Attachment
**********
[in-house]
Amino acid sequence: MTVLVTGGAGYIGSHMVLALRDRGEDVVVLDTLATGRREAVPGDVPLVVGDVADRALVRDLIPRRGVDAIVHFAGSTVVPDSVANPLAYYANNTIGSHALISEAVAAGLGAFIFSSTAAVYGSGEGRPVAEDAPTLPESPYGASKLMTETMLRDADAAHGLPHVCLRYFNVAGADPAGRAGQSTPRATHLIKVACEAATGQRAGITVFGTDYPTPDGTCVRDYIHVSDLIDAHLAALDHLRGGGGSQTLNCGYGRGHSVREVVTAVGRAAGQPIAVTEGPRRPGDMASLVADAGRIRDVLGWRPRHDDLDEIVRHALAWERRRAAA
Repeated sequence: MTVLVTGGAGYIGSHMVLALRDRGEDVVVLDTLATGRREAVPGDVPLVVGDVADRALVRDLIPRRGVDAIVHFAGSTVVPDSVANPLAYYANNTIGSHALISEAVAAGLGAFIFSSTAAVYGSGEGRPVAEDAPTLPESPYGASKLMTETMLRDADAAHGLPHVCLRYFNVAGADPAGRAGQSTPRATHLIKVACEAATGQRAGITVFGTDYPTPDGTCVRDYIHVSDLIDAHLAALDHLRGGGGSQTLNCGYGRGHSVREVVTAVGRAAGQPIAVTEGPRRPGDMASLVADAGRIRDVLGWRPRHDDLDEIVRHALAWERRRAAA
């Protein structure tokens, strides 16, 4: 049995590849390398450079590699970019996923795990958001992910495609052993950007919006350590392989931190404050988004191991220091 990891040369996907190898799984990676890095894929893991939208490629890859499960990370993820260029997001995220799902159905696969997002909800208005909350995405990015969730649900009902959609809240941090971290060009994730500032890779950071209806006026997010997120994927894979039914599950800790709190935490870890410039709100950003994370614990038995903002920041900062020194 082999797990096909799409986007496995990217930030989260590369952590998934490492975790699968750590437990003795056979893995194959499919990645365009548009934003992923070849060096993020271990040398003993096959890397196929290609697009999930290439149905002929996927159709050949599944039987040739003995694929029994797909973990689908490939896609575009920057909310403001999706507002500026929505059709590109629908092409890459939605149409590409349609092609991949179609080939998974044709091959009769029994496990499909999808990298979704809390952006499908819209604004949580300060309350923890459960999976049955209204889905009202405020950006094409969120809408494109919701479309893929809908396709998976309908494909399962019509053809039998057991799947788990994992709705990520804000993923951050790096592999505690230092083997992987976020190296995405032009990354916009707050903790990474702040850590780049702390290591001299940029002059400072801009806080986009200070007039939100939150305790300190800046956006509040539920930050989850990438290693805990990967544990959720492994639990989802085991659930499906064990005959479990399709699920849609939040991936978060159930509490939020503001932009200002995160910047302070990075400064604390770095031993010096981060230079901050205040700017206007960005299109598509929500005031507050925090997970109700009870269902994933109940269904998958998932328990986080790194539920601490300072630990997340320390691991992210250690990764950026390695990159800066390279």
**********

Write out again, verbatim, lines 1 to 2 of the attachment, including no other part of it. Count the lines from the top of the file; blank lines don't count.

[in-house]
Amino acid sequence: MTVLVTGGAGYIGSHMVLALRDRGEDVVVLDTLATGRREAVPGDVPLVVGDVADRALVRDLIPRRGVDAIVHFAGSTVVPDSVANPLAYYANNTIGSHALISEAVAAGLGAFIFSSTAAVYGSGEGRPVAEDAPTLPESPYGASKLMTETMLRDADAAHGLPHVCLRYFNVAGADPAGRAGQSTPRATHLIKVACEAATGQRAGITVFGTDYPTPDGTCVRDYIHVSDLIDAHLAALDHLRGGGGSQTLNCGYGRGHSVREVVTAVGRAAGQPIAVTEGPRRPGDMASLVADAGRIRDVLGWRPRHDDLDEIVRHALAWERRRAAA